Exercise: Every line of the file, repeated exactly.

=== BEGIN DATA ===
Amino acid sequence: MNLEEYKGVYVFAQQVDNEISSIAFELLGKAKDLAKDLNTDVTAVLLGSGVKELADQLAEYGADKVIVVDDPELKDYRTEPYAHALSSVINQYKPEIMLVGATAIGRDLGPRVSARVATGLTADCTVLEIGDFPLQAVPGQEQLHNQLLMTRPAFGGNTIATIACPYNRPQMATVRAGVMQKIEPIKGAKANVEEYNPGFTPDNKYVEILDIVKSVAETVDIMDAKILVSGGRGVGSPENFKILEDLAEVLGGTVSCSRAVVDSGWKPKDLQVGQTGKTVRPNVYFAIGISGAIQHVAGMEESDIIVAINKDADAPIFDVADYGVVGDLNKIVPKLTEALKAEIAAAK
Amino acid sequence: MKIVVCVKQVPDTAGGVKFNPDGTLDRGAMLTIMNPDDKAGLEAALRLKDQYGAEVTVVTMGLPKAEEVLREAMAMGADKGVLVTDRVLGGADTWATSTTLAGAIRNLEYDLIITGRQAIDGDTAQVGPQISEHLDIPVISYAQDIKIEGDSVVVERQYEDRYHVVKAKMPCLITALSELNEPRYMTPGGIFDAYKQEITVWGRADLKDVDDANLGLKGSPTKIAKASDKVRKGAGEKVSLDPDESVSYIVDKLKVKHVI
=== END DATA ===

Amino acid sequence: MNLEEYKGVYVFAQQVDNEISSIAFELLGKAKDLAKDLNTDVTAVLLGSGVKELADQLAEYGADKVIVVDDPELKDYRTEPYAHALSSVINQYKPEIMLVGATAIGRDLGPRVSARVATGLTADCTVLEIGDFPLQAVPGQEQLHNQLLMTRPAFGGNTIATIACPYNRPQMATVRAGVMQKIEPIKGAKANVEEYNPGFTPDNKYVEILDIVKSVAETVDIMDAKILVSGGRGVGSPENFKILEDLAEVLGGTVSCSRAVVDSGWKPKDLQVGQTGKTVRPNVYFAIGISGAIQHVAGMEESDIIVAINKDADAPIFDVADYGVVGDLNKIVPKLTEALKAEIAAAK
Amino acid sequence: MKIVVCVKQVPDTAGGVKFNPDGTLDRGAMLTIMNPDDKAGLEAALRLKDQYGAEVTVVTMGLPKAEEVLREAMAMGADKGVLVTDRVLGGADTWATSTTLAGAIRNLEYDLIITGRQAIDGDTAQVGPQISEHLDIPVISYAQDIKIEGDSVVVERQYEDRYHVVKAKMPCLITALSELNEPRYMTPGGIFDAYKQEITVWGRADLKDVDDANLGLKGSPTKIAKASDKVRKGAGEKVSLDPDESVSYIVDKLKVKHVI